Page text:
1. Holey moley, thank goodness that all three of my kiddos were born healthy and aside from some at-the-time scary or interesting bits, their arrivals into this world were absolutely mundane in their normalness.
  2. Thanksgiving has always been my favorite holiday because it is about being together in community rather than giving and receiving stuff. Love that. So. Much. Continue reading

Feeding Others

It seems my whole life has been spent feeding others. Obviously, not my earliest years, but since I was about five I have been cooking, baking and feeding others. In those many years, my role as a “feeder” has shifted and evolved, but it has stayed with me. The crux is that I love to cook and I love to feed people. And yet, feeding others has a way of starving critical bits of your own self.

To be in the role of feeding others is often to be also in the role of looking for affirmation. As a cook, there is nothing better than the seat dance of a happy eater. A case in point? Several days ago my son’s friend was over for a play date and after eating lunch, I gave her a brownie. The batch was a gluten free disaster so I simply put the overly-gooey brownie in a bowl, warmed it in the microwave, squirted some whipped cream on top, and presented it, voila! Remember that special scene in When Harry Met Sally? That was our little lunch guest. “Ohhhhh. Ahhhhhh, this is soooooo gooooood! Ohhhhh!” Seeing her in obvious ecstasy was both funny and affirming. Here was someone who definitely liked what I was feeding her.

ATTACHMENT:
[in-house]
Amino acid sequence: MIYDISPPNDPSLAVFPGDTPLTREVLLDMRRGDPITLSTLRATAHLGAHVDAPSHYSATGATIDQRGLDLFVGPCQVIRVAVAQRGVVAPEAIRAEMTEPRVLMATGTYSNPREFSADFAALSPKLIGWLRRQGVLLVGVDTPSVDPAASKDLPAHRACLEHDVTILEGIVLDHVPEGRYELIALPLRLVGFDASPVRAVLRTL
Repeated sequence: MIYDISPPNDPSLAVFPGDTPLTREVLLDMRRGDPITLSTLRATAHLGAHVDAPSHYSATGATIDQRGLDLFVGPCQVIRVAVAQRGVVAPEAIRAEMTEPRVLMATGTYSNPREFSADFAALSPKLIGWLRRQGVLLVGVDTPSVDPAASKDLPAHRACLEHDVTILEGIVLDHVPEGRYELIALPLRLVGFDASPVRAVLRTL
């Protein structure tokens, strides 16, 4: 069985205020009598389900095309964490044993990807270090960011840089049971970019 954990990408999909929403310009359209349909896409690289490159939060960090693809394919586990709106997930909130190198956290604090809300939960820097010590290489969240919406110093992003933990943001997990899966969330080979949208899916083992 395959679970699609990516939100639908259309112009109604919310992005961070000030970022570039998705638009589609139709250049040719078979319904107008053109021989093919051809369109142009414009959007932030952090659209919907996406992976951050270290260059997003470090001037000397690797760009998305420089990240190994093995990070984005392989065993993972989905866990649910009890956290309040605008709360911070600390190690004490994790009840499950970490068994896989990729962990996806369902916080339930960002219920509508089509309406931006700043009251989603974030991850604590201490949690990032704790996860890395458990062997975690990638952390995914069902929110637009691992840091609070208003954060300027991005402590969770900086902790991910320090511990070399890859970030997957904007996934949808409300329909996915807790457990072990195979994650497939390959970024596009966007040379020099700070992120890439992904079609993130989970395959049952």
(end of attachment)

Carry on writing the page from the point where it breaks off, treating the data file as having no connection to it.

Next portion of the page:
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Thankful For My Muse

Now is a good time to start thinking about all the good stuff in your life – a nearly full jar of Nutella, fur ball medication, happy cashiers at the grocery store.  OR, perhaps all the people who make your life better.  I was reading  Noah Lukeman’s writing blog this morning and I started doing the “who makes me who I am” thing.  Anybody else prone to such pondering?

Obviously, my kids generate the vast majority of my thoughts and musings – either here or when I’m doing comedy on stage.  So perhaps my loudest thank you needs to go to them.  But they aren’t why I write.  They are usually why mama needs a adult beverage additive to her morning coffee.  [giggle]  I actually write because of three folks.

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Thankful for Thanksgiving

What should I make out of these sugar pumpkins?

What should I make out of these sugar pumpkins?

I am getting ready to host 2 family Thanksgiving soirees and my mind is buzzing with all the possibilities.  Thanksgiving is my FAVORITE holiday and not just because I love to wear yoga pants and feel miserable.  I love having a day to pour over the recipes in my gazillion recipe books, magazines, and cooking websites searching for just the right one.

My family usually gets together the Saturday after Thanksgiving for enchiladas and all kinds of cheesy insanity.  But this year we are doing it the weekend before Thanksgiving in order to work around some schedules.  And then my husband’s family will be over for the actual Turkey Day.

I just pulled myself away from Recipezaar’s 411 pie recipes in order to ask you all this important question:  standard or “exotic” pumpkin dessert for my first celebration?  I could go with the old faithful, do a pecan pumpkin pie, pumpkin brandy pie, or either a chiffon or bar version.

What’s your verdict?  Really, I’m taking suggestions here.